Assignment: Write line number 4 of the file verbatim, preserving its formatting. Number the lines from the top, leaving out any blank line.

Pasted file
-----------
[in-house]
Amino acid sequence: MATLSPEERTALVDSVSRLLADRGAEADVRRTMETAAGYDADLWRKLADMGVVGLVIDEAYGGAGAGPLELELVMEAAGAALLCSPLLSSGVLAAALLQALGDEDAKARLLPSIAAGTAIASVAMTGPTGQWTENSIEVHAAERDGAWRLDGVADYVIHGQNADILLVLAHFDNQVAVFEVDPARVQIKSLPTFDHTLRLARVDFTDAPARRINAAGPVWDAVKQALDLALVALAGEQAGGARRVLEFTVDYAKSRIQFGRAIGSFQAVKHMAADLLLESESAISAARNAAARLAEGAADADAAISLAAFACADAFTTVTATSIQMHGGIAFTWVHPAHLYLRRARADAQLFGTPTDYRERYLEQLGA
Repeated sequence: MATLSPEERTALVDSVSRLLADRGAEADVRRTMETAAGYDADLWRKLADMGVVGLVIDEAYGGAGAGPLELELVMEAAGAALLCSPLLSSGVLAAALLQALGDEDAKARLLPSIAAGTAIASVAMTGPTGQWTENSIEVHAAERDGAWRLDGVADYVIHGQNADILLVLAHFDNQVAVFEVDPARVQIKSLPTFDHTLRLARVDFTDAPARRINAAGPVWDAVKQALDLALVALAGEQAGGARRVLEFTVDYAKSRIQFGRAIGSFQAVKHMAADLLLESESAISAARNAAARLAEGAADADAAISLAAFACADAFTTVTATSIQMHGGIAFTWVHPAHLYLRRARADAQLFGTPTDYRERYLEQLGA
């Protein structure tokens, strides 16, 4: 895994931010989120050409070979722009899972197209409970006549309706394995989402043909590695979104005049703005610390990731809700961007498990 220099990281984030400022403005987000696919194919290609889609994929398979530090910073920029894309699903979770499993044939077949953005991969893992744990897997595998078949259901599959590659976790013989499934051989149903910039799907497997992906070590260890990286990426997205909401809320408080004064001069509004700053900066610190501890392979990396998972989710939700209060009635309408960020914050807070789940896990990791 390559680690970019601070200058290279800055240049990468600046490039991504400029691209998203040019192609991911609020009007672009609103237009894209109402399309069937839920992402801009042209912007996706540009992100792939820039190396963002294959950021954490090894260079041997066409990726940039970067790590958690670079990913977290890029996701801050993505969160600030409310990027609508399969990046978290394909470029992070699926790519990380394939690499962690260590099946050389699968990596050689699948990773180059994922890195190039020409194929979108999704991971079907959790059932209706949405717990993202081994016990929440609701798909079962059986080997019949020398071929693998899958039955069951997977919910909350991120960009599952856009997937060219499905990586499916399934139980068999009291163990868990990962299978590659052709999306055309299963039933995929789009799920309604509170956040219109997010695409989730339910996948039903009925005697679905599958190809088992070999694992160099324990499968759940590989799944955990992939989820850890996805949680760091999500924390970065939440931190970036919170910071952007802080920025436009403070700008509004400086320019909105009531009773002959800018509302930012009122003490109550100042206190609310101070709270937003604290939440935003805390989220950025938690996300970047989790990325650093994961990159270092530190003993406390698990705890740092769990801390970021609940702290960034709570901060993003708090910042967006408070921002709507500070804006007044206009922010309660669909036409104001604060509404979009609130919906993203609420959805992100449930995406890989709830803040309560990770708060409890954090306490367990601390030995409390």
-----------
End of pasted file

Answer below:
């Protein structure tokens, strides 16, 4: 895994931010989120050409070979722009899972197209409970006549309706394995989402043909590695979104005049703005610390990731809700961007498990 220099990281984030400022403005987000696919194919290609889609994929398979530090910073920029894309699903979770499993044939077949953005991969893992744990897997595998078949259901599959590659976790013989499934051989149903910039799907497997992906070590260890990286990426997205909401809320408080004064001069509004700053900066610190501890392979990396998972989710939700209060009635309408960020914050807070789940896990990791 390559680690970019601070200058290279800055240049990468600046490039991504400029691209998203040019192609991911609020009007672009609103237009894209109402399309069937839920992402801009042209912007996706540009992100792939820039190396963002294959950021954490090894260079041997066409990726940039970067790590958690670079990913977290890029996701801050993505969160600030409310990027609508399969990046978290394909470029992070699926790519990380394939690499962690260590099946050389699968990596050689699948990773180059994922890195190039020409194929979108999704991971079907959790059932209706949405717990993202081994016990929440609701798909079962059986080997019949020398071929693998899958039955069951997977919910909350991120960009599952856009997937060219499905990586499916399934139980068999009291163990868990990962299978590659052709999306055309299963039933995929789009799920309604509170956040219109997010695409989730339910996948039903009925005697679905599958190809088992070999694992160099324990499968759940590989799944955990992939989820850890996805949680760091999500924390970065939440931190970036919170910071952007802080920025436009403070700008509004400086320019909105009531009773002959800018509302930012009122003490109550100042206190609310101070709270937003604290939440935003805390989220950025938690996300970047989790990325650093994961990159270092530190003993406390698990705890740092769990801390970021609940702290960034709570901060993003708090910042967006408070921002709507500070804006007044206009922010309660669909036409104001604060509404979009609130919906993203609420959805992100449930995406890989709830803040309560990770708060409890954090306490367990601390030995409390």